Robert Cooper, The Breaking of Nations: Order and Chaos in the Twenty-first Century (New York: Grove Press, 2004).


Roman Herzog, “Man muss die AfD ernst nehmen,”Handelsblatt, Nov. 21, 2013.


Giorgio Agamben, The Kingdom and the Glory: For a Theological Genealogy of Economy and Government, trans. Lorenzo Chiesa and Matteo Mandarini (Stanford: Stanford University Press, 2011).


Jacques Rancière, Aisthesis: Scenes from the Aesthetic Regime of Art, trans. Zakir Paul (London: Verso, 2013), 42.


Jeremy Rifkin, The European Dream: How Europe’s Vision of the Future Is Quietly Eclipsing the American Dream (London: Polity Press, 2004).


Cornelius Castoriadis, “Imaginary and Imagination at the Crossroads,” in Figures of the Thinkable, trans. Helen Arnold (Stanford: Stanford University Press, 2007), 146.


Kostis Stafylakis, “Rethinking ‘overidentification’: activist practices in the context of the Greek Crisis,” in MediaImpact: International Festival of Activist Art, ed. Tatiana Volkova, exhibition catalogue, (2011), 48. As Spencer Sunshine puts it, “The danger National-Anarchists represent is not in their marginal political strength, but in their potential to show an innovative way that fascist groups can rebrand themselves and reset their project on a new footing … Like the European New Right, the National-Anarchists adapt a sophisticated left-wing critique of problems with contemporary society, and draw their symbols and cultural orientation from the Left; then they offer racial separatism as the answer to these problems.” Spencer Sunshine, “Rebranding Fascism: National-Anarchists” The Public Eye vol. 23, no. 4 (Winter 2008) .


Golden Dawn took part in national elections in 1996, receiving 0.1 percent of the total vote. But in the 2009 elections, it received 6.97 percent of the total vote. Despite the fact that the majority of the party’s MPs are under investigation for allegedly forming a criminal organization, the party’s candidate in the 2014 Athens municipal elections received 16.12 percent of the vote. As journalist Kostis Papaioanou, author of the investigative book The “Clean Hands” of the Golden Dawn: Applications of Nazi Purity(2013) and member of the Racist Violence Recording Network (RVRN), maintains, “In our country [Greece] there is an extreme-right tradition that goes back several decades, to the civil war, collaborationism, and the dictatorship. This world and its political offspring have been scattered among larger electoral organizations during other periods; they were adrift and didn’t have a prominent presence” (translated from the Greek by the author). See Kostis Papaioannou, “We are still at the beginning of the Golden Dawn story,”, May 19, 2014 .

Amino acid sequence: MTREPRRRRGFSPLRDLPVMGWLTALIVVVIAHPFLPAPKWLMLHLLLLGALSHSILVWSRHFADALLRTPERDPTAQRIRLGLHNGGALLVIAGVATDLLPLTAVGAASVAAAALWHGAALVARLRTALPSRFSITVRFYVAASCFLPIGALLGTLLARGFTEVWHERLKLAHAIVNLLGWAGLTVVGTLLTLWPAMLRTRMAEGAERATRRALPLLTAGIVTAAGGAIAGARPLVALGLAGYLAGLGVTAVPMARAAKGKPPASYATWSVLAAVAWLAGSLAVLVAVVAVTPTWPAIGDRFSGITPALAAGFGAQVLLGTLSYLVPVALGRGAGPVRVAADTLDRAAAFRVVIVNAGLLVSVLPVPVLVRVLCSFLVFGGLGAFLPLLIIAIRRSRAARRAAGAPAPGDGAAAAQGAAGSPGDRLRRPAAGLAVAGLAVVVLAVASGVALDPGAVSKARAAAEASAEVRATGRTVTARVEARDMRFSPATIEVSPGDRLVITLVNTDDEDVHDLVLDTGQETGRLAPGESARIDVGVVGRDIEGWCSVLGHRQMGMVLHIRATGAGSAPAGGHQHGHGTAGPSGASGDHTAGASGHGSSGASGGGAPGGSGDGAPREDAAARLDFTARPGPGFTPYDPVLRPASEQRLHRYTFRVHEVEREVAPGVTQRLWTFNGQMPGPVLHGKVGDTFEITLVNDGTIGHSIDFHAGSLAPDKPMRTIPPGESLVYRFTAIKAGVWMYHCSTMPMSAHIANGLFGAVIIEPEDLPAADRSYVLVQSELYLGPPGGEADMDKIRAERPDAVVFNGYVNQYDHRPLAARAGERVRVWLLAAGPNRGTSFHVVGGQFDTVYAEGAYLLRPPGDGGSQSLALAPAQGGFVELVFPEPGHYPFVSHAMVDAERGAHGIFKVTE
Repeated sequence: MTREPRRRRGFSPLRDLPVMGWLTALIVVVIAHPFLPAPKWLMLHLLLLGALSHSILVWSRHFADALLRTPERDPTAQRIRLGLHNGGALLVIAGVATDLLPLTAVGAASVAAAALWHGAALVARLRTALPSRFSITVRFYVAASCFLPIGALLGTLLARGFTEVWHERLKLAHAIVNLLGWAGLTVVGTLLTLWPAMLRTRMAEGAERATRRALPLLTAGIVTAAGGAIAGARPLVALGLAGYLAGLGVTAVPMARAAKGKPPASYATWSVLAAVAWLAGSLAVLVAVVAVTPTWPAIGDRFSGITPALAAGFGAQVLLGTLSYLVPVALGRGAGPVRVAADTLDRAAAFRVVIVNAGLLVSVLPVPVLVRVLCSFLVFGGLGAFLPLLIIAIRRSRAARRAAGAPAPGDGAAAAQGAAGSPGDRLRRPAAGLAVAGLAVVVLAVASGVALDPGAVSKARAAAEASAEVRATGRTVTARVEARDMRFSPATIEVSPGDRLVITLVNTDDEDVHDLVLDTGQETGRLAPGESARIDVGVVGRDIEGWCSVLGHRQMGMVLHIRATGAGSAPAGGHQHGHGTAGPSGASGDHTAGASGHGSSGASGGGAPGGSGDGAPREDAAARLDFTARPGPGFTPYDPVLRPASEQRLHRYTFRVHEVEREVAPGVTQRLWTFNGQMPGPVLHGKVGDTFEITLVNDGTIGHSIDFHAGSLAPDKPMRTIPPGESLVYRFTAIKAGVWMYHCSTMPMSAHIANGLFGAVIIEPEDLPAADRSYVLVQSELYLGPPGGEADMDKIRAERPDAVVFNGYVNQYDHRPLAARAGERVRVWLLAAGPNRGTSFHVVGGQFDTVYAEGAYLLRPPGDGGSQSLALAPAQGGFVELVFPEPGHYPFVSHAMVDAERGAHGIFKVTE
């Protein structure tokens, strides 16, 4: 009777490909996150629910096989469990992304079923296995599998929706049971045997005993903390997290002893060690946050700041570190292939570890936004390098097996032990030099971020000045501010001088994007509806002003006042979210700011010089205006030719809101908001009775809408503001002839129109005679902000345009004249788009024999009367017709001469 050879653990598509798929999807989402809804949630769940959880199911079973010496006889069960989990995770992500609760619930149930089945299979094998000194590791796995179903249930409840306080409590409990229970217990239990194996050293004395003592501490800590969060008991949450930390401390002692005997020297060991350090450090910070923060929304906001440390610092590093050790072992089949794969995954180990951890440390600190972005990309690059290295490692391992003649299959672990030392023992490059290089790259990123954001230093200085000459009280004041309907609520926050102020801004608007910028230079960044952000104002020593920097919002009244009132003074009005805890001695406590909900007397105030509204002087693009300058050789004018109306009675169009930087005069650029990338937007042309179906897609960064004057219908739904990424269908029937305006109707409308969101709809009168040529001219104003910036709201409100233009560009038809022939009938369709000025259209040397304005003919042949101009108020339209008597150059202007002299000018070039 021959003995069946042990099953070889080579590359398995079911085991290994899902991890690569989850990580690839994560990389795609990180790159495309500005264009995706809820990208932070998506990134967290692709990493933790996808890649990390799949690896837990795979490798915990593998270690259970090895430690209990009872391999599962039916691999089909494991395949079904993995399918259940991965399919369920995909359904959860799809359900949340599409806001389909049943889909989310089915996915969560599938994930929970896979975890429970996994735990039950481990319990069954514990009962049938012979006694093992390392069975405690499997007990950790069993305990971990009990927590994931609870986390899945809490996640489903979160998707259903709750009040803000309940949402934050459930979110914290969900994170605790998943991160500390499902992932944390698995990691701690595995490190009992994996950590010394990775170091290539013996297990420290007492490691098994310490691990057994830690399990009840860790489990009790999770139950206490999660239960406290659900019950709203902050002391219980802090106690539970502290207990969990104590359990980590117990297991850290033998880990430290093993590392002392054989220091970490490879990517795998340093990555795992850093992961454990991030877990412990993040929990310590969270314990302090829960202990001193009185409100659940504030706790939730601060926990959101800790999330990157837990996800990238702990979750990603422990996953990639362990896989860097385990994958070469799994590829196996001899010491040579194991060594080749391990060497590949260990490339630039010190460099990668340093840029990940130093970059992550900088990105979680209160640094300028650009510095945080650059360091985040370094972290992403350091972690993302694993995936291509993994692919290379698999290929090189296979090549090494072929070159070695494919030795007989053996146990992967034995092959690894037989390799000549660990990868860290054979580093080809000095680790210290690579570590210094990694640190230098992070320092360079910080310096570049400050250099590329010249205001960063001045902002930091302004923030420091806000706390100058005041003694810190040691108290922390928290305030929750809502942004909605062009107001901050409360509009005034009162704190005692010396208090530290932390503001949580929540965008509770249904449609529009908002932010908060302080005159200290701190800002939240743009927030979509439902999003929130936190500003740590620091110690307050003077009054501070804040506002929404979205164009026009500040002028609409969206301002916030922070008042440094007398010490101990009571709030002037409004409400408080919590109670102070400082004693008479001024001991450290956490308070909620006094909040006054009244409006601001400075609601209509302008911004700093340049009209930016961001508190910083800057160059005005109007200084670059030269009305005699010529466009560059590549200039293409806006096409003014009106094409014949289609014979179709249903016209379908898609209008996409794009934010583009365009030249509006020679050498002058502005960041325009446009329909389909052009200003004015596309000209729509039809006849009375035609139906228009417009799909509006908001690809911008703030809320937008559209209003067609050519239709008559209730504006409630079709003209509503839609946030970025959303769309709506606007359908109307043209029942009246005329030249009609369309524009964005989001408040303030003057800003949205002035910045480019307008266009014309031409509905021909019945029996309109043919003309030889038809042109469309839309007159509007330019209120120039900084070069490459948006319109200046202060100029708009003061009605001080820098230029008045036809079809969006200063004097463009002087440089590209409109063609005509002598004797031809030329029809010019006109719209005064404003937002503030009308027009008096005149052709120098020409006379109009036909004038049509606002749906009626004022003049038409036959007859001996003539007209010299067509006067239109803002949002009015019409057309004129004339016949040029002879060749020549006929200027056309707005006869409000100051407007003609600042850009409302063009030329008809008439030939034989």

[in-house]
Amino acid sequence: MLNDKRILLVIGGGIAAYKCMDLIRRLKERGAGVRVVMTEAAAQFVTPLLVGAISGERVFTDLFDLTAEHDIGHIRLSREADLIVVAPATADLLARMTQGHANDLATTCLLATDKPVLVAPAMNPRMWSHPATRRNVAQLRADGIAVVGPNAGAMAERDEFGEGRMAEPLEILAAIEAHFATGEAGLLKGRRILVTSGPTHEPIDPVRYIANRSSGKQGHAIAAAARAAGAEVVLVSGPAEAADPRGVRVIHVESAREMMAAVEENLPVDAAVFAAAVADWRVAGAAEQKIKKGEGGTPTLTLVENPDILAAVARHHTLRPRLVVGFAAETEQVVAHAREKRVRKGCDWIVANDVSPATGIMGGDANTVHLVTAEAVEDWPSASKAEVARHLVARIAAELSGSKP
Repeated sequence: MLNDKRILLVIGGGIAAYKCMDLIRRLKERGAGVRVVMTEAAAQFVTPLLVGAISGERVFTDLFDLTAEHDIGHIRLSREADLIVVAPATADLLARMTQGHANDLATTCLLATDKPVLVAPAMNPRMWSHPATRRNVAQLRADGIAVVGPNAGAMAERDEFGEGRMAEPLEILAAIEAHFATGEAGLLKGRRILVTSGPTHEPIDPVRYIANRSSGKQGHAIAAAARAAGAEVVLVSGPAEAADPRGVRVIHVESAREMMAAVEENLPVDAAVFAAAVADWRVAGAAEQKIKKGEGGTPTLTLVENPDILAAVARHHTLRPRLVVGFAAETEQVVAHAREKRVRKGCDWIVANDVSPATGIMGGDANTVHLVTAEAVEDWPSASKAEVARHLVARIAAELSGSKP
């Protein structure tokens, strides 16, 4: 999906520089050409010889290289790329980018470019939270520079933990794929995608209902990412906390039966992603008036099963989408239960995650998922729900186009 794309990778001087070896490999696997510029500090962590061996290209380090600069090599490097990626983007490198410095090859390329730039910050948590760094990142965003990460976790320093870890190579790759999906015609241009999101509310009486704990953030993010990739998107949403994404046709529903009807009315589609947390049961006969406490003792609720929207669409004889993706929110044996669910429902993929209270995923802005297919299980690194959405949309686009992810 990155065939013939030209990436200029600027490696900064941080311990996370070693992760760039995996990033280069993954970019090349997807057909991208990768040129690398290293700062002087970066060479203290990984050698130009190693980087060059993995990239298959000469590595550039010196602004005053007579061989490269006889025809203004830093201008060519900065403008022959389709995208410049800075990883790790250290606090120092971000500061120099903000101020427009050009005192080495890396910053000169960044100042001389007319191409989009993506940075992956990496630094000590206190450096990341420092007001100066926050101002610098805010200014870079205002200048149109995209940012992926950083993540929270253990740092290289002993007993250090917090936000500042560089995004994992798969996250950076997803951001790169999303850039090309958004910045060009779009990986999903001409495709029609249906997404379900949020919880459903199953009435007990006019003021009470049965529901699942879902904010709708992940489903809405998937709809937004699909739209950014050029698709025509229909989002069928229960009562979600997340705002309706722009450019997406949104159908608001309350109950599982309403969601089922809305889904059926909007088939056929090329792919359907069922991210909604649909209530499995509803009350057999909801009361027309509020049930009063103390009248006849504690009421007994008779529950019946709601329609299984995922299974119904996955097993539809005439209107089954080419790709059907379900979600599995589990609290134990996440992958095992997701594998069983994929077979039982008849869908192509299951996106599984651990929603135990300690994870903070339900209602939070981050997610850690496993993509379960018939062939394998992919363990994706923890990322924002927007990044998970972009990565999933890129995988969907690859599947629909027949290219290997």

Stafylakis, “Rethinking ‘overidentification,’” 48.


Colin Crouch, Post-Democracy (London: Polity Press, 2004).


Roger Griffin, The Nature of Fascism (London: St. Martin’s Press, 1991).


Slavoj Žižek: “You formulate your identity on the fantasy that the Other is the one who automatically wants to steal from you. These are the two basic fantasies: one is that the Other wants to steal from us our precious enjoyment, usually the fantasy behind the racist idea of David Duke—blacks, others, they want to ruin the American way of life. The other idea, like with the Jew, is that the Other possesses some kind of excessive and strange enjoyment, which is in itself a threat to us.” Josefina Ayerza, interview with Slavoj Žižek, “It Doesn’t Have to Be a Jew,”, 1994 .


To my mind, the Black Circle project conceived by Kavecsprojects represents an efficacious effort of this kind. For information on the project, see .

Crisis, Europe, Money & Finance, Ultranationalism
Return to Issue #57

Sotirios Bahtsetzis is an art historian and curator based in Athens and Berlin. He is an adjunct professor in history of modern and contemporary art (American College of Greece and Hellenic Open University), with a PhD in Art History from the Technical University of Berlin. In 2009 he was a Fulbright Art Scholar at Columbia University in New York. He has curated group exhibitions such as “Roaming Images” (2011), “Paint-id” (2009), “Women Only” (2008), “Open Plan 2007”, “An Outing” (2006). Since 2013 he is the co-initiator of “Enter Views on Crisis”, a project with the overall objective of mapping, decoding, and analyzing crisis through critique, production of artistic knowledge, and creativity.